In the wake of Citizens United, dark money spending — primarily by Republican groups — jumped to $300 million in the 2012 election, and Super PAC spending exceeded $600 million. In the 2018 midterms, $150 million in dark money was spent, with Democratic groups outspending Republicans for the first time; that year, Super PACs spent more than $800 million, with Republican groups leading the way. Meanwhile, Mike Bloomberg spent almost $500 million of his own money on his short-lived 2020 campaign, dwarfing all other candidates' Super PAC or dark money.
A spokesperson for Our Revolution told the Intercept (2/26/20) that "most of the nonprofit's work is dedicated to helping elect progressives running for local, state, and federal office — from city council and county commissioner to congressional seats."
The Super PAC supporting Biden, Unite Our Country, raised $3.7 million from 71 donors in 2019 (NBCNews.com, 3/3/20) — putting its donation average at $52,113. Yet Biden's Super PAC support is lumped in with Sanders' dark money support, which comes from grassroots groups; the most frequently named, Our Revolution, raised $1.87 million in 2019, with an average individual donation of $17.73, and only six donations over $5,000 (the largest was around $25,000 — Intercept, 2/26/20).
Our Revolution is not unproblematic; there are parts of the McCain/Feingold finance law that it appears to violate, most notably provisions about a federal office holder or candidate's role in a 501(c) organization (e.g., "whether a sponsor, directly or through its agent, had an active or significant role in the formation of the entity"). Yet there is clearly a distinction between a group overwhelmingly funded by $20 donations and one exclusively funded by donations larger than this country's median income.
But the brief flashes of media opprobrium about money in politics rarely draw such distinctions. Our Revolution, Unite Our Country, Persist PAC, Bloomberg's deep pockets: They're all the same — and none of them are worth sustained scrutiny.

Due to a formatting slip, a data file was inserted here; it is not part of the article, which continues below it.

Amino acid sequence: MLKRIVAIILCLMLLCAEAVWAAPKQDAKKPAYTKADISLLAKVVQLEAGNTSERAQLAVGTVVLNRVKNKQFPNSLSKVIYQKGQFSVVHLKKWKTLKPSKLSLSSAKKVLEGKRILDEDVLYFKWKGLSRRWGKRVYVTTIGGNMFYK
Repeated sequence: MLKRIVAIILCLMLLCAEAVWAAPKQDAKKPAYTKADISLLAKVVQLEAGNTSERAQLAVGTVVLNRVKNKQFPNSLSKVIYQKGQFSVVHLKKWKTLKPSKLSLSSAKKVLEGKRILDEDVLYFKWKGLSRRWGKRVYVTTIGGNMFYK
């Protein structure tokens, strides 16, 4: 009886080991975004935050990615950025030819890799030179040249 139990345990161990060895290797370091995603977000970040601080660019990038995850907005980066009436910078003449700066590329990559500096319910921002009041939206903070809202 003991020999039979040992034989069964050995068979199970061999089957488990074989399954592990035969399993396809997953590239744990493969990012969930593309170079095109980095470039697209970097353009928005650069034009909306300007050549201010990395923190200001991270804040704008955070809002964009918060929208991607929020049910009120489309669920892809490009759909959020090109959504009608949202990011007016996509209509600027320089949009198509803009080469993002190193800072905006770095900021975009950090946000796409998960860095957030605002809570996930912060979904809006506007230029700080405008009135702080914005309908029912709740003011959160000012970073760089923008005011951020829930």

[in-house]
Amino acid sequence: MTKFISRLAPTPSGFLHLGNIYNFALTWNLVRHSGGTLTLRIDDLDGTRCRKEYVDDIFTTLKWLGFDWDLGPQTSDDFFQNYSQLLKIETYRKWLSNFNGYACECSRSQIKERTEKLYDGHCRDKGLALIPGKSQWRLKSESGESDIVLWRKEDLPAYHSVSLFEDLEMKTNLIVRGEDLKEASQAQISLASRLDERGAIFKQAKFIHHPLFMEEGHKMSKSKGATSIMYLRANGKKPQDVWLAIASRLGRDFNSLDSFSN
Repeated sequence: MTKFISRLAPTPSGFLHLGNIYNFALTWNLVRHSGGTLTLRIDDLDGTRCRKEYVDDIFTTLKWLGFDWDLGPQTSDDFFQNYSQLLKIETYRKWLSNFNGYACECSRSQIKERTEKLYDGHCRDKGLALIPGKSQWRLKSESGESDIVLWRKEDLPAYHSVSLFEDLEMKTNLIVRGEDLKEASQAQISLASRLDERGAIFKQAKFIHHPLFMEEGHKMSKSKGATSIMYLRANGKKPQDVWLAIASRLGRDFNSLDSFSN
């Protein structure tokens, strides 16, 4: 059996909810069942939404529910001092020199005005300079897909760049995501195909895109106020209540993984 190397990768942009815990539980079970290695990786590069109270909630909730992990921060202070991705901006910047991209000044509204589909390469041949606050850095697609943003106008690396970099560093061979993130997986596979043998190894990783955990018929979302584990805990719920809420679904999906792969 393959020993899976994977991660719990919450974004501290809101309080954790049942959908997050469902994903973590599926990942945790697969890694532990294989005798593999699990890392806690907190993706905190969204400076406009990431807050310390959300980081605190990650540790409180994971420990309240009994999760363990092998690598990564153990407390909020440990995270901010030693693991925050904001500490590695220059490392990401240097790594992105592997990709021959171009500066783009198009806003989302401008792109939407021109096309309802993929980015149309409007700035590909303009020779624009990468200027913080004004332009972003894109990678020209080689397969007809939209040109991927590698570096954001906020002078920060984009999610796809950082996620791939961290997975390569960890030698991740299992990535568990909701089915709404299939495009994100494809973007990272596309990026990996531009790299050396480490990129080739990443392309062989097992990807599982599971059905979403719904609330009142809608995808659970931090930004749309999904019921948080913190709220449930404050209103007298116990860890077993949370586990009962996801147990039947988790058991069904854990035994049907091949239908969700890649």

If most in the media really cared, they'd also gin up much more outrage about the fact that the enforcement mechanism for campaign finance laws is currently nonexistent. The FEC, which enforces campaign finance laws, is incapable of acting on any complaints because it lacks a quorum — and President Trump hasn't nominated new commissioners for months now (Center for Public Integrity, 1/13/20). Which means that even the weak campaign finance regulations that do exist are easily flouted by donors and Super PACs. That's been mentioned exactly once on commercial cable or network news in the last six months (MSNBC's The Beat, 9/23/19; it also got a report on the PBS NewsHour — 9/12/19).
You do, however, get coverage like the "exclusive" interview Rachel Maddow (MSNBC, 2/24/20) touted with Guy Cecil, the head of Priorities USA, the largest Democratic Party Super PAC. Maddow introduced the segment like a breathless Super PAC fangirl:
This year, they say their pre-convention budget for ads in this race is $150 million. What? Pre-convention, before there's a nominee, they're planning on spending $150 million.
Maddow then gave the Super PAC free air time by playing in full the two ads it was launching in battleground states, followed by her interview with Cecil, to whom she tossed softball questions like, "How do you see your work fitting into the overall Democratic project of beating President Trump?"
Cecil appeared the same day on CNN (2/24/20), where he was pressed by anchor Kate Bolduan, "Do you think folks need to start dropping out and, quote/unquote, 'uniting the party'?" The same week, MSNBC (2/28/20) brought on Biden Super PAC advisor Amanda Loveday to serve as a Biden spokesperson.
Then again, why shouldn't cable networks fawn over Super PACs? All that soft money doesn't go to the candidates — most of it goes directly toward ad buys, so it supports the salaries of people like Maddow and Bolduan. They aren't about to bite the hand that feeds them.